The international dialling code for Syria is +963. The outgoing code is 00 followed by the relevant country code (e.g. 0044 for the UK). City codes are in use, e.g. (0)11 for Damascus. There is good mobile phone coverage in urban areas, and many networks have international roaming agreements. Internet access is limited, but is available in Damascus.


Syria is predominantly a Muslim country and visitors should respect religious sensitivity, particularly in the matter of dress and public conduct. Women, in particular, should wear loose fitting clothes that cover most of the body. Headscarves are unnecessary unless entering mosques. Eating, drinking and smoking in public during the holy month of Ramadan should be avoided, as it is forbidden by the Muslim culture. Homosexuality is illegal. The death penalty is enforced for drug trafficking.

Duty Free

Travellers are allowed to import 200 cigarettes or 25 cigars or 250g tobacco, 1 pint of spirits, perfume for personal use, and gifts to the value of S¤250 without paying customs duty. Firearms are prohibited. There is no limit on the amount of tobacco or spirits for export.


Electrical current is 220 volts, 50Hz. Round two-pin attachment plugs are in use.


Malaria is not a health risk in the urban areas of Syria but travellers to El Hassaka, in northern Syria, are recommended to take chloroquine between May and October. A yellow fever certificate is required by travellers arriving from an infected country in Africa or the Americas. It is recommended that travellers are vaccinated against polio. Although medical treatment is inexpensive, standards are variable. Doctors are generally well qualified and most medical personnel speak English or French. Basic medical care is available in major cities, but medical insurance is strongly advised.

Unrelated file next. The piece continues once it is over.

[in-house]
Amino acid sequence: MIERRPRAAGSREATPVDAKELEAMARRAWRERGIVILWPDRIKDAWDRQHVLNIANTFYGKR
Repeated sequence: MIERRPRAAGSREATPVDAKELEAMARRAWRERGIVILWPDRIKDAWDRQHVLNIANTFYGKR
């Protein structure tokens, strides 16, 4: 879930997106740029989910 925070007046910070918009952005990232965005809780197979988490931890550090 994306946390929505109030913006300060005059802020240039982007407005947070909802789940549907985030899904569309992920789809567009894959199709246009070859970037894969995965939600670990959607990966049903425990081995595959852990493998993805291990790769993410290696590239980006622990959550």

Arabic is the official, and most widely spoken, language. English is widely understood by many educated Syrians in the major cities.


The official currency is the Syrian pound (SYP), which is divided into 100 piastres. There are a few ATMs in the bigger towns, but not all cards are accepted. Credit cards are not widely used, but American Express and Diners Club are the most readily accepted. Travellers cheques are not accepted in most banks, and those that do require lengthy and complicated processes.

Passport Visa

Visitors should be aware that if their passport (or airline ticket) contains an Israeli stamp, or any evidence of an intended visit to Israel, entry to Syria will be refused even if in possession of a valid visa. Visas can only be issued on arrival to those travelling as part of an organised group or if there is no Syrian representation in their home country. Visas are not required for any traveller whose passport states that he or she was born in: Algeria, Bahrain, Jordan, Kuwait, Lebanon, Libya, Mauritania, Morocco, Oman, Qatar, Saudi Arabia, Sudan, Syria, Tunisia, United Arab Emirates or Yemen. Passports with visas for Israel or airline tickets showing Israel as a destination will be refused entry. All travellers must hold return or onward tickets, all documents required for the next destination and sufficient funds to cover their stay. It is highly recommended that passports have at least six months validity remaining after your intended date of departure from your travel destination. Immigration officials often apply different rules to those stated by travel agents and official sources.


Most visits to Syria are trouble-free, and crime levels are low. Terrorism is a risk, and although not usually directed at tourists, there is the risk of becoming an unintentional victim, especially at places like the US Embassy.


Local time is GMT +2 (GMT +3 from April to October).


Tipping is a common way of showing appreciation, but the amount is left to the discretion of the giver. Ten percent is standard in bigger restaurants.